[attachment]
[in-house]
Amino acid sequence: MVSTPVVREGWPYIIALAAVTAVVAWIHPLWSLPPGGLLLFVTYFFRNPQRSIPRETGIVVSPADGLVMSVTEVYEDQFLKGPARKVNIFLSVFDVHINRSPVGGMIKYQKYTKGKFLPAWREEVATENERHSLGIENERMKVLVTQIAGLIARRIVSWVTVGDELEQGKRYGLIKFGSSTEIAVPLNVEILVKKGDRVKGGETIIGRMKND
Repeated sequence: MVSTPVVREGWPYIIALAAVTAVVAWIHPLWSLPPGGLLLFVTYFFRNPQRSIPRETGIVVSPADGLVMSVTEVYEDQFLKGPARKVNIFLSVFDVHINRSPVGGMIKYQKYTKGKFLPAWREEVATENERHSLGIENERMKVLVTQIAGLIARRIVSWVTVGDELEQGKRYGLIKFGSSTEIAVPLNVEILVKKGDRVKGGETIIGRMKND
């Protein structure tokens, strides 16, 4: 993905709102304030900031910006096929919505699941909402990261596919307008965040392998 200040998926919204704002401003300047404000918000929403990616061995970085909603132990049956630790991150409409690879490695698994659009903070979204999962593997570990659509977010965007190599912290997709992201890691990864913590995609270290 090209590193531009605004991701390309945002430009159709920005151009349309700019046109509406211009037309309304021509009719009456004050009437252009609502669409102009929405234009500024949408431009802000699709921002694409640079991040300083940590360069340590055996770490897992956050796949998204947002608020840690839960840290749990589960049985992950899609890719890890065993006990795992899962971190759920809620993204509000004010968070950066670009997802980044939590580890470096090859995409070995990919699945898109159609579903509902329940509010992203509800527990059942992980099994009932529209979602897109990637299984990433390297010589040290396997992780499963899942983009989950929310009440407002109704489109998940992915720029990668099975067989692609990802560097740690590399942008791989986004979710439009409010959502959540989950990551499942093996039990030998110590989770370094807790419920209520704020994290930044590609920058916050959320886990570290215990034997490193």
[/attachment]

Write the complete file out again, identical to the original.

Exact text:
[in-house]
Amino acid sequence: MVSTPVVREGWPYIIALAAVTAVVAWIHPLWSLPPGGLLLFVTYFFRNPQRSIPRETGIVVSPADGLVMSVTEVYEDQFLKGPARKVNIFLSVFDVHINRSPVGGMIKYQKYTKGKFLPAWREEVATENERHSLGIENERMKVLVTQIAGLIARRIVSWVTVGDELEQGKRYGLIKFGSSTEIAVPLNVEILVKKGDRVKGGETIIGRMKND
Repeated sequence: MVSTPVVREGWPYIIALAAVTAVVAWIHPLWSLPPGGLLLFVTYFFRNPQRSIPRETGIVVSPADGLVMSVTEVYEDQFLKGPARKVNIFLSVFDVHINRSPVGGMIKYQKYTKGKFLPAWREEVATENERHSLGIENERMKVLVTQIAGLIARRIVSWVTVGDELEQGKRYGLIKFGSSTEIAVPLNVEILVKKGDRVKGGETIIGRMKND
């Protein structure tokens, strides 16, 4: 993905709102304030900031910006096929919505699941909402990261596919307008965040392998 200040998926919204704002401003300047404000918000929403990616061995970085909603132990049956630790991150409409690879490695698994659009903070979204999962593997570990659509977010965007190599912290997709992201890691990864913590995609270290 090209590193531009605004991701390309945002430009159709920005151009349309700019046109509406211009037309309304021509009719009456004050009437252009609502669409102009929405234009500024949408431009802000699709921002694409640079991040300083940590360069340590055996770490897992956050796949998204947002608020840690839960840290749990589960049985992950899609890719890890065993006990795992899962971190759920809620993204509000004010968070950066670009997802980044939590580890470096090859995409070995990919699945898109159609579903509902329940509010992203509800527990059942992980099994009932529209979602897109990637299984990433390297010589040290396997992780499963899942983009989950929310009440407002109704489109998940992915720029990668099975067989692609990802560097740690590399942008791989986004979710439009409010959502959540989950990551499942093996039990030998110590989770370094807790419920209520704020994290930044590609920058916050959320886990570290215990034997490193």